Wednesday, March 30, 2011

Quick Review: Trades of the Flesh by Faye L. Booth

From the Back Cover:

Lydia Ketch is a young woman whose life some would call immoral and shameful. But with the death of her mother and the prospect of the obscene conditions of the workhouse looming before her, Lydia chooses to enter into the “trade” in order to shield herself and her sweet younger sister from life’s ravages and give them a chance at something better. Her education, working in the 'introduction house' of Kathleen Tanner, has given her some very unusual skills and an income few others could match.

When Lydia meets Henry Shadwell, a young surgeon with a passionate interest in biology—and in Lydia's shadowy world—the chemistry between the two is instant. Their relationship deepens when Henry discovers that Lydia possesses a nimble intellect. He soon enlists Lydia's help in his underground sidelines, first as a model for pornographic photography: then as an assistant in procuring corpses for medical experimentation.

With the dangers of her own line of work becoming clearer by the day, and her newfound delight in her own sexuality burgeoning, Lydia becomes disillusioned with her life as a prostitute. It soon become evident that her trade--and Henry's--are even more dangerous than either had imagined.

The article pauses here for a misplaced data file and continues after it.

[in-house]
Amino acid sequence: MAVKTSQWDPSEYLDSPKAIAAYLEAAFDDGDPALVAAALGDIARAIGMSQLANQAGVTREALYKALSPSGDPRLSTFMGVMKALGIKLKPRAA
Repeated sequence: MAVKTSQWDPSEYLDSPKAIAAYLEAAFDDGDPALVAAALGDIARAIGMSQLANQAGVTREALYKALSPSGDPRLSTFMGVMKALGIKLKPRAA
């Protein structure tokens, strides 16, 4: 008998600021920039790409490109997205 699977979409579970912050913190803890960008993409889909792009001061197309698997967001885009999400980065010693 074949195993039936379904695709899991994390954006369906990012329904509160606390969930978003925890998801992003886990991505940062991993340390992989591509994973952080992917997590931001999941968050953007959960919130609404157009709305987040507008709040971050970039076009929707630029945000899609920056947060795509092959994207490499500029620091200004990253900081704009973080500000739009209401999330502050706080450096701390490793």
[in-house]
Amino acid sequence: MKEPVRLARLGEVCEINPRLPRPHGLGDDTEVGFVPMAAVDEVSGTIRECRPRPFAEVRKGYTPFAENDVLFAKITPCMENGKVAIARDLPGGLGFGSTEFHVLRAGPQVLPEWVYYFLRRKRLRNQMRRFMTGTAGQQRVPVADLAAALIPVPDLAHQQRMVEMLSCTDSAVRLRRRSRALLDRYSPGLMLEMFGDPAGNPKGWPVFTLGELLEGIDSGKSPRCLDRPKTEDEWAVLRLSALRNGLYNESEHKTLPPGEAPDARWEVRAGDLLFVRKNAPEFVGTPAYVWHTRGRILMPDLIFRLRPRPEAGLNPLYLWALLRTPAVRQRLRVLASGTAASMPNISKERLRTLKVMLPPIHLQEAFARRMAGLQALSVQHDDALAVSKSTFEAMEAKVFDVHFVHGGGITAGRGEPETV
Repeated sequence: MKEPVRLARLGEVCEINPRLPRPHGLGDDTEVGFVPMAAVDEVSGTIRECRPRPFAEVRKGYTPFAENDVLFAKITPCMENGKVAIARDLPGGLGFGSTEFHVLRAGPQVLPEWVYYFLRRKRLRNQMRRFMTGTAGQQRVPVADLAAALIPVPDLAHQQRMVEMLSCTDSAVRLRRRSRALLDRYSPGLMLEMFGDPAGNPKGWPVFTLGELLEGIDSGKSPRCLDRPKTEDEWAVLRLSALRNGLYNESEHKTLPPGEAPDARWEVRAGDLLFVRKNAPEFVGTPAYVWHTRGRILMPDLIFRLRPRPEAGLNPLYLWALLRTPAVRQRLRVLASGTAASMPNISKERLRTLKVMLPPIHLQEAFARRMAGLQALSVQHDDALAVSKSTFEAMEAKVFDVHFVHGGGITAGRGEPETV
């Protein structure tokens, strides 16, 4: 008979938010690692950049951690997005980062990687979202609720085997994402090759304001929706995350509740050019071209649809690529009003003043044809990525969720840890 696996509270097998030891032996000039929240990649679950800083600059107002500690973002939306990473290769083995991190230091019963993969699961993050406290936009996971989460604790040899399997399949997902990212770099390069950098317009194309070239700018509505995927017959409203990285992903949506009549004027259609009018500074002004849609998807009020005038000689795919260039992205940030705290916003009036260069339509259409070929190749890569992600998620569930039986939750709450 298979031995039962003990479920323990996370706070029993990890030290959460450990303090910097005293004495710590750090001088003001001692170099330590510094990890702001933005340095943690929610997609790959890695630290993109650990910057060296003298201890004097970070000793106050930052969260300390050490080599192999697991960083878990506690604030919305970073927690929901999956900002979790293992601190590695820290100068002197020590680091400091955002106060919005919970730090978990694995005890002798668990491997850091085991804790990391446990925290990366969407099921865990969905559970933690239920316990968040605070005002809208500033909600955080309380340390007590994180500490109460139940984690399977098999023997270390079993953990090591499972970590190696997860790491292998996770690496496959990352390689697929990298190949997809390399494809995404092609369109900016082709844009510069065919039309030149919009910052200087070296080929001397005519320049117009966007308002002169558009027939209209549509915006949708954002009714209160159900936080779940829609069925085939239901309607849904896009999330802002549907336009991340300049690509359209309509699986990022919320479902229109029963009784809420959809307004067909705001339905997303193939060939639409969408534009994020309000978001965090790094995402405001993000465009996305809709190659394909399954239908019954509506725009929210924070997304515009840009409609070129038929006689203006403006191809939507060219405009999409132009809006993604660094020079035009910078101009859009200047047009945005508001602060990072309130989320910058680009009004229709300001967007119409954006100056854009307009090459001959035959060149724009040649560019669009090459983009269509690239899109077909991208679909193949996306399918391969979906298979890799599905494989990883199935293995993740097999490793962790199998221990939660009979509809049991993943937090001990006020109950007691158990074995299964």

My Thoughts:

A quick and attention-grabbing read, but in the end it left me wanting more. The marketing copy is a bit misleading. I got the impression that there was going to be a darker, murderous, mysterious element, but there wasn't. Jack the Ripper is stalking London prostitutes, but he doesn't figure into the story at all, and indeed there didn't seem to be much danger other than that which nineteenth-century prostitutes already faced. But I did find it an interesting glimpse into the seedy side of London and the people who lived there, and the beginnings of the nudie magazine trade. I really liked Lydia, and I really felt for her, but I agree with some other reviewers that it seemed like Lydia accomplished her ultimate goals a little too easily. Though I suppose she did pay a price for it. I liked Henry, too, but he disappointed me. I think the author did her research well, and I thought the period detail was rich and enlightening. I think it's actually technically very well-written, but I just finished it feeling like I wanted it to be more: to have had a little more plot, a little more meaning, a little more resonance. Different, though, if you're interested in another take on Victorian London.

My Rating:  3 Stars out of 5

*Please note: This review references a copy received from the publisher. These are my honest and unbiased thoughts, and I was not compensated in any other way for reviewing this book.


  1. Great honest review! Does seem like an interesting read and I might check this one out and give it a try..:)

  2. It started to sound cutting edge but from your description it isn't something I would care for.
    Thanks for the review.


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